Data released last week by USDA showed U.S. pork exports on pace to set a new record this year, surpassing 2008's all-time high. Through June, pork exports totaled $2.35 billion, up 10 percent over the same period last year and about $30 million higher than the same six-month period in 2008.
This is great news for the U.S. pork industry, which earlier this year came out of 28 months of losses.
The data showed pork exports to Mexico up 31 percent over the January through June 2009 period. Canada imported 23 percent more U.S. pork, while Japan, the No. 1 market for U.S. pork, took 3 percent more. While exports to China and Russia were down 34 and 32 percent, respectively, the United States recently resolved with the countries issues that were limiting U.S. pork exports to those markets.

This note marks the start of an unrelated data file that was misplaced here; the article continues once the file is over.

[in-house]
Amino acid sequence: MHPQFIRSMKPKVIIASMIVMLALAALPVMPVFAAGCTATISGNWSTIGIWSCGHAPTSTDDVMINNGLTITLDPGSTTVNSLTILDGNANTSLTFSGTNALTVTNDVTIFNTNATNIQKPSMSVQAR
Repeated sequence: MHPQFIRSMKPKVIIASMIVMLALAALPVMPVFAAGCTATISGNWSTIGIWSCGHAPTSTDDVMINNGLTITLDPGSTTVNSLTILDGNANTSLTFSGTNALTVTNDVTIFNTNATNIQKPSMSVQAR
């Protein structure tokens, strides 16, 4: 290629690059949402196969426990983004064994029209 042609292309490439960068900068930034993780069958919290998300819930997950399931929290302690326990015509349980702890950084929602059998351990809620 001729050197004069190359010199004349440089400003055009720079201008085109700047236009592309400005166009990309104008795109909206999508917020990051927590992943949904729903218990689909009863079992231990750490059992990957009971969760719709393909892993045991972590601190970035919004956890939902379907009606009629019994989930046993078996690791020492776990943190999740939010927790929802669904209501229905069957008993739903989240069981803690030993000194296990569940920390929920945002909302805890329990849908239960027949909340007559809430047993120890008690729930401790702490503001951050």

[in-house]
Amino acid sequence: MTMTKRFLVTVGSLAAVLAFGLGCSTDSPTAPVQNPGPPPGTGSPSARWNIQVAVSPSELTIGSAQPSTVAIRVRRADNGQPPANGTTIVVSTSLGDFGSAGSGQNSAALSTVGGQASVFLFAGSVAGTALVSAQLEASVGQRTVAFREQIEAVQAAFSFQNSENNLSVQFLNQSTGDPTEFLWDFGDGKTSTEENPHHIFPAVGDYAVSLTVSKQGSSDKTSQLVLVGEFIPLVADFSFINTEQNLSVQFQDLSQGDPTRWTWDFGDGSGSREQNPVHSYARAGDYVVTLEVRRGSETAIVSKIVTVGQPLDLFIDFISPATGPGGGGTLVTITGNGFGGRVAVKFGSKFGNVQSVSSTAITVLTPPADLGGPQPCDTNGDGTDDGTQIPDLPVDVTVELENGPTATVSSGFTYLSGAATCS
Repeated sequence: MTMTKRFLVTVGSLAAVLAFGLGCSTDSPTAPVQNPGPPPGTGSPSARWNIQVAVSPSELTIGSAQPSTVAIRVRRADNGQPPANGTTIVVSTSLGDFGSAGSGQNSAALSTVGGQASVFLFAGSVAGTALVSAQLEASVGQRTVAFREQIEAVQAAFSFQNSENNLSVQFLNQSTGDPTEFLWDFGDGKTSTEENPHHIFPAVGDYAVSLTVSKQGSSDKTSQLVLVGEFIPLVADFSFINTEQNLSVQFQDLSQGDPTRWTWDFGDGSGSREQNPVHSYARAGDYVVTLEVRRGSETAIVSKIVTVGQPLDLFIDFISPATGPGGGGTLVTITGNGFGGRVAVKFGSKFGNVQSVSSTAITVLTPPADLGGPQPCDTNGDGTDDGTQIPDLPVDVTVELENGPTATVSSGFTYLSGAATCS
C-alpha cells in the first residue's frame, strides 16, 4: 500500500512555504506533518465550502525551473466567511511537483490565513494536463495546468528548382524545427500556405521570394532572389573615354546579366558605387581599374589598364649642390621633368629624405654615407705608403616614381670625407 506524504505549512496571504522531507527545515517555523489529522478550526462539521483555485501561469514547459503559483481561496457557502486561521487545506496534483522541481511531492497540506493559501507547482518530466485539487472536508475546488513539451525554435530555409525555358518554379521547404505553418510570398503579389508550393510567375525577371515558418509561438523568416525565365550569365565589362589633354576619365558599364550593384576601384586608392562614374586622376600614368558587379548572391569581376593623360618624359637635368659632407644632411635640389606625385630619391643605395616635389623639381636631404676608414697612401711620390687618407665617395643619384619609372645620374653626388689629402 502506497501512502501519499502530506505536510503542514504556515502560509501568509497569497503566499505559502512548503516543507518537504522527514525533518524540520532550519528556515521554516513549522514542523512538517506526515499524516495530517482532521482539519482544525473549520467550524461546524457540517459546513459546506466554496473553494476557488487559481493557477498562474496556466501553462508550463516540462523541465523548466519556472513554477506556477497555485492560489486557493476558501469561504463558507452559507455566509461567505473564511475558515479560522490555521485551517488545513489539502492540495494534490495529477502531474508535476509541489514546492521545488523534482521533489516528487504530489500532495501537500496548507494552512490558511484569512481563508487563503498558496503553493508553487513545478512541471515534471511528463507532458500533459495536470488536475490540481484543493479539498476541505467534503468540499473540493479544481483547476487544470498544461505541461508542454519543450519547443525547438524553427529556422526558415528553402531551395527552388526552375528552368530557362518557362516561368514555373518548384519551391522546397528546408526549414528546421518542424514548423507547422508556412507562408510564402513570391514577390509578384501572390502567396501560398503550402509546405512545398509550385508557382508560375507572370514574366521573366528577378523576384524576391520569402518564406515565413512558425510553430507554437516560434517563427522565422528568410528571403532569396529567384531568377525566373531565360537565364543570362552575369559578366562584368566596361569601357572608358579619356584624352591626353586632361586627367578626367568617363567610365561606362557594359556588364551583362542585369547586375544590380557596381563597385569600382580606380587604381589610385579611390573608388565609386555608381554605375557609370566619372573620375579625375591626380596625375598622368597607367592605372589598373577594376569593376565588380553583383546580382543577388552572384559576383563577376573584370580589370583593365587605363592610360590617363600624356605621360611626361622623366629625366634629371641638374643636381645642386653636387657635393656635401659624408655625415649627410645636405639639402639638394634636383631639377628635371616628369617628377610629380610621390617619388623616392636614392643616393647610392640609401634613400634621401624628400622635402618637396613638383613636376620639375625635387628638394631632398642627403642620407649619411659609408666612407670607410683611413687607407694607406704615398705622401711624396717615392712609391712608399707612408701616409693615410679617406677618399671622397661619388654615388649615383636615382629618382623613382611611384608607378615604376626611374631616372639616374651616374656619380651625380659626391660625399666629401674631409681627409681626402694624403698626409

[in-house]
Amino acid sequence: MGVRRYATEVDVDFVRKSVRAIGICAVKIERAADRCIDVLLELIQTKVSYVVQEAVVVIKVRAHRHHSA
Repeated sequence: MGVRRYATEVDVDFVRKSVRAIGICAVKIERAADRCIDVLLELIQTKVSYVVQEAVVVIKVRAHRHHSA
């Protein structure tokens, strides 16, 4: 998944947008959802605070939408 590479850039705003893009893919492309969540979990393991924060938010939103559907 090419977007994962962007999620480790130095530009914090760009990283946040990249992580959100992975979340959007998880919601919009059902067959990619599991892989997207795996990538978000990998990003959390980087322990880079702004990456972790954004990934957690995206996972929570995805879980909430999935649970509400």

If the United States really wants to boost pork -- and other -- exports and create thousands of jobs, it will pass the pending free trade agreements with Colombia, Panama and South Korea.